40. Second, both the active volume and the productivity of labor matter. At present, demobilization policies dominate the availability of labor inputs into productive activities in the private and public sectors in Eritrea. The mobilization of combatants during the war severely impaired private sector activity and the functioning of public administration, not least because it affected skilled and managerial personnel most.8 It also significantly reduced the availability of labor in the rural areas and for agricultural production. Following the cessation of hostilities in 2000, demobilization has been slow so far, and an acceleration would, no doubt, increase economic activity and improve the public finances. At the same time, the Eritrean authorities have given substantial attention to investments in human capital through training and increases in spending on education and health. These actions should eventually increase labor productivity.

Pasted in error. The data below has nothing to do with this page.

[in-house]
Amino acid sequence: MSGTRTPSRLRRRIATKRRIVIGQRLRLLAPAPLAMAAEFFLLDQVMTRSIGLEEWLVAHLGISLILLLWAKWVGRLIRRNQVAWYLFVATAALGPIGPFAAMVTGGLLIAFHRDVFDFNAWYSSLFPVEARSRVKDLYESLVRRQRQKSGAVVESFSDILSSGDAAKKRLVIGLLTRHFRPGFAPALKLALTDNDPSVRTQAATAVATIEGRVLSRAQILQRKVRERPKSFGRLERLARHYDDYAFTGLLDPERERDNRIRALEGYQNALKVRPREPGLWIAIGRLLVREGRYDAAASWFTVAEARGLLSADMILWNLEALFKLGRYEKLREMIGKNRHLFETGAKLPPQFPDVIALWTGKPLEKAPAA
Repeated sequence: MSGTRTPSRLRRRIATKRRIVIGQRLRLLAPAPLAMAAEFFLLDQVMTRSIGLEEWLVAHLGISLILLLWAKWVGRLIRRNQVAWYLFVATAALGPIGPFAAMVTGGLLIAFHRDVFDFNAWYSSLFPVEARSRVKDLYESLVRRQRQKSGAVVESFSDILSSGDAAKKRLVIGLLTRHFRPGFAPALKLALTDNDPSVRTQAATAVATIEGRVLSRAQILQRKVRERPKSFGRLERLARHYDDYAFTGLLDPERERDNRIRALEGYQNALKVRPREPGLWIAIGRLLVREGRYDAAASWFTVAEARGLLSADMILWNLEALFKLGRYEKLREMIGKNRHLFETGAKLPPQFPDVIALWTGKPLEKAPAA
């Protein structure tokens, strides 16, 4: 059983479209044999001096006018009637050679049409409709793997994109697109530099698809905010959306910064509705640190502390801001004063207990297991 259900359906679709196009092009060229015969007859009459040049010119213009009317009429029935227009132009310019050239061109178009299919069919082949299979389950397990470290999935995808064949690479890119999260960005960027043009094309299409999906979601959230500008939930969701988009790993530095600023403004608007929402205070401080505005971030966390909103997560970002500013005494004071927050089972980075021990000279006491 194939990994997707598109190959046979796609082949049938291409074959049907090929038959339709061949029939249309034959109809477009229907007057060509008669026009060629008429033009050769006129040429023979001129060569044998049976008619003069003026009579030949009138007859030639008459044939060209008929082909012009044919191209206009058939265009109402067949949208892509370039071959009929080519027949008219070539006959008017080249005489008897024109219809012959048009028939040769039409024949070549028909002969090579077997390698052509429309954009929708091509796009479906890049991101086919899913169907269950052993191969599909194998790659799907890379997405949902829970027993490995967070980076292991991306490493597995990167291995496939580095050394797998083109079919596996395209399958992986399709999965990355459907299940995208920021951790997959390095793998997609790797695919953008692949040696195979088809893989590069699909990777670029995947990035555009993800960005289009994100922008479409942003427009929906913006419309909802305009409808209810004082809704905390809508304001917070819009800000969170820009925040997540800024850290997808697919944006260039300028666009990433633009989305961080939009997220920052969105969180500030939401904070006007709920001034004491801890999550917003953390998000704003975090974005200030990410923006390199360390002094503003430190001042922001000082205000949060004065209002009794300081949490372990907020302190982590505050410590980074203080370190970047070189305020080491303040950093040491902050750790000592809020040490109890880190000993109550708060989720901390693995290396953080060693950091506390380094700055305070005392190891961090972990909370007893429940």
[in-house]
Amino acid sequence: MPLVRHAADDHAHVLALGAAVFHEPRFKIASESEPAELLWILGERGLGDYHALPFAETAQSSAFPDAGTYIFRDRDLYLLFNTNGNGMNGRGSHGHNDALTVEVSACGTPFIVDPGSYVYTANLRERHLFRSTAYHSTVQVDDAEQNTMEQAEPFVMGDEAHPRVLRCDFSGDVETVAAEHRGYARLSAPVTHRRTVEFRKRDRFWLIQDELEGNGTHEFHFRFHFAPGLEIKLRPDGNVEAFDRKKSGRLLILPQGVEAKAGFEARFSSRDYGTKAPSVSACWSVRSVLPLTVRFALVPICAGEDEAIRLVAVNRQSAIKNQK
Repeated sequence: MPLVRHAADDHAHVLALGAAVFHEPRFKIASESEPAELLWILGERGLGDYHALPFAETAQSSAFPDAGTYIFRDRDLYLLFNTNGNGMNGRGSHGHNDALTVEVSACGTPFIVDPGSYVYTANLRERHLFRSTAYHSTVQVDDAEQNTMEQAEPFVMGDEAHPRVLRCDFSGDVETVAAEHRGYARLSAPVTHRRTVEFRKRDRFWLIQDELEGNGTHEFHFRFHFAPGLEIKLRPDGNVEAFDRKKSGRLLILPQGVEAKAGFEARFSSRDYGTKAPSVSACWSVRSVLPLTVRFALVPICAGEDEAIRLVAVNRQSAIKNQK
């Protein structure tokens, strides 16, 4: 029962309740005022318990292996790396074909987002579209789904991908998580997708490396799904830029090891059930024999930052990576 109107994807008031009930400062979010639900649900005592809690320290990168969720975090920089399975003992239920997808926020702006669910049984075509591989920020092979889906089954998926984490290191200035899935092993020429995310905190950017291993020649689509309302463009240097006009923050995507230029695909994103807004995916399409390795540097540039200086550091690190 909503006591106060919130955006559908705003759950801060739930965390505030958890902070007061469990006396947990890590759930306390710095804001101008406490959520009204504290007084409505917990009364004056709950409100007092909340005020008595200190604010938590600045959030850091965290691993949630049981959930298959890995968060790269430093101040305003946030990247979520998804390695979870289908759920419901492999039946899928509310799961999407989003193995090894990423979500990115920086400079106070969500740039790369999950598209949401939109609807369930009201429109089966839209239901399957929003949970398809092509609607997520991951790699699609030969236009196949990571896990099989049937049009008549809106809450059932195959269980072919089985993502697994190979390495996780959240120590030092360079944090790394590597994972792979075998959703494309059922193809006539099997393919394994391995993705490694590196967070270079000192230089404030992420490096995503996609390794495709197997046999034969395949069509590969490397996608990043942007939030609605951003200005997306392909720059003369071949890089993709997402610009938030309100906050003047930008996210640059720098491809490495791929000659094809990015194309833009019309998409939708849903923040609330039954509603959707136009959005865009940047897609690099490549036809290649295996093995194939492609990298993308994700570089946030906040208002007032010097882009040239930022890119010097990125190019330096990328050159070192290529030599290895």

41. Finally, TFP in Eritrea is primarily influenced by imports of capital goods and know-how that result in technological advances and general efficiency gains in production. An open trade regime and adequate access of the private sector to foreign exchange are, therefore, critical. While good progress has been made in Eritrea in liberalizing trade and reducing tariffs, the precipitous decline in foreign reserves and the selectivity of their use have severely undermined private sector growth, and thereby reduced fiscal and external sustainability.

Private sector initiative and development